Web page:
possessor. If we abused the default layer, the annotation would no longer
be parallel to personal pronouns that could be substituted for the noun.
On the other hand, we probably do not want a separate
for the person of possessive determiners / pronouns.
They modify a noun, not a verb. Arguably they have only one
feature and it is lexical (while for the Hungarian nouns,
Person[psor] is inflectional).
They usually modify nouns, not verbs, and agreement with verbs does
not play any role.
Moreover, in some languages possessive pronouns are actually identical
to personal pronouns in the genitive case
and it is logical that they have the same
Person as in the nominative.
1: first person possessor
Examples: [hu] kutya = dog; kutyám = my dog; kutyánk = our dog.
2: second person possessor
Examples: [hu] kutya = dog; kutyád = your.Sing dog; kutyátok = your.Plur dog.
3: third person possessor
Examples: [hu] kutya = dog; kutyája = his/her/its dog; kutyájuk = their dog.
lit. John his-bone
lit. John his-bones
Péternek sok pénze van.
lit. to-Peter much his-money there-is
Peter has a lot of money.
This feature seems to be very specific to Hungarian. It denotes the possessee’s (possessed, owned noun phrase’s) number. Hungarian has three types of number in the nominal inflection:
- The number of the noun (inflectional, non-agreement).
- The number of owners that own the noun (inflectional, agreement with possessor that may or may not be pronounced).
- The number of the context-given referent, which is some possession of the noun, i.e. belongs to the noun (anaphoric possessive; in a sense, this is an agreement feature, but the head noun is not pronounced in the sentence).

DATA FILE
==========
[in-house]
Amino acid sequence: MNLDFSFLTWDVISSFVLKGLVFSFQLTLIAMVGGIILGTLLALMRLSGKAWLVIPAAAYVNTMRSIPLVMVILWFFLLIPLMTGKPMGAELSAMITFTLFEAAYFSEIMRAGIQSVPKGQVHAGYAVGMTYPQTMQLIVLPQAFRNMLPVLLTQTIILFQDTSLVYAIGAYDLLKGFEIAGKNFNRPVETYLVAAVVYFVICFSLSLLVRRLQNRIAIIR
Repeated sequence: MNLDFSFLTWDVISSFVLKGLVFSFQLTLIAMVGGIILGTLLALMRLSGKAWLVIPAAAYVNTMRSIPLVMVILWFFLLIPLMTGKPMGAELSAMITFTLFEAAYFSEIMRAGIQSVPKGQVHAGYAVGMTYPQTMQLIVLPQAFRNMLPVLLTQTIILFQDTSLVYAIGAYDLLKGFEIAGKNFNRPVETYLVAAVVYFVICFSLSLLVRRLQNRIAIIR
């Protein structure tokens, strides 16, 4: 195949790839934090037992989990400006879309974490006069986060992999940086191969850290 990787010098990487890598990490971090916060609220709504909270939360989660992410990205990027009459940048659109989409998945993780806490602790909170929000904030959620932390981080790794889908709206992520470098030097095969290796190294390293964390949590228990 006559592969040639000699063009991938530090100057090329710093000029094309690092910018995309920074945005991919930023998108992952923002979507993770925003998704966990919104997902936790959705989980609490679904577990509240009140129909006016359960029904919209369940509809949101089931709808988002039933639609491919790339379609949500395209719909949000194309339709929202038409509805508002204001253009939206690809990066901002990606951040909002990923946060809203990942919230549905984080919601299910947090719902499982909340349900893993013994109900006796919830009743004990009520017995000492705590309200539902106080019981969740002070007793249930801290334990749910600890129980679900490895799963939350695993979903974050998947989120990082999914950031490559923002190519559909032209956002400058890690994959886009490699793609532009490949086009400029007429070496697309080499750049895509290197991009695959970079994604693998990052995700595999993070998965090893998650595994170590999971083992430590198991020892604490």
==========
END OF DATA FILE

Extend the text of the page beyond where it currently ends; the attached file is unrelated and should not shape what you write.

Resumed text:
Examples from the Multext-East Hungarian lexicon:
- könnyedén (SSS)
- könny = a tear (singular)
- könnyed = your tear (singular owner)
- könnyedé = (possession) of your tear (singular possession)
- könnyedén = (on the possession) of your tear (superessive case)
- ellenfeleié (PSS)
- ellenfél = an opponent (singular)
- ellenfele = his/her/its opponent (singular owner)
- ellenfelei = his/her/its opponents (core plural, singular owner)
- ellenfeleié = (possession) of his/her/its opponents (singular possession)
- életeké (SPS)
- él = point (singular)
- élek = points (plural)
- élén = his/her/its point (singular owner)
- élünk = our point (plural owner)
- életeké = (possession) of our point (singular possession)
- tárgyalópartnereinkét (PPS)
- tárgyalópartner = negotiator (singular)
- tárgyalópartnerei = his/her/its negotiators (plural, singular owner)
- tárgyalópartnereinkét = (possession) of our negotiators (plural, plural owner, singular possession, accusative case)
Words marked for plural possessions are very rare, though. Note that in the following example from Multext-East, Columbus is marked for plural possession, but not for his own owner.
- Kolumbusz = Columbus (singular)
- Kolumbuszéi = (possessions) of Columbus (plural possession)
- Kolumbuszéinál = (at the possessions) of Columbus (adessive case)
See also Éva Dékány (2014): The syntax of anaphoric possessives in Hungarian: In anaphoric possessives the possessed noun, the head of the whole nominal phrase, is not pronounced, and its reference has to be recovered from the context. The possessor in Hungarian anaphoric possessives has to bear the -é suffix.
Number[psee]=Plur is extremely rare, this feature is not so important
for distinguishing singular and plural possessions. However, the mere presence
Number[psee]=Sing informs that there is the -é suffix and thus that
there is an unpronounced possession.
Layered verb agreement in Basque
Some verbs in Basque must agree in person and number with up to three arguments: the absolutive argument (subject of intransitive verbs and object of transitive verbs), the ergative argument (subject of transitive verbs) and the dative argument (indirect object).
We could make the absolutive agreement the default, thus using
without layer identifiers.
If there is also one of the other two arguments, we will have
Example: nahi dizkiegu, lemma = nahi_izan,
(we want them to them).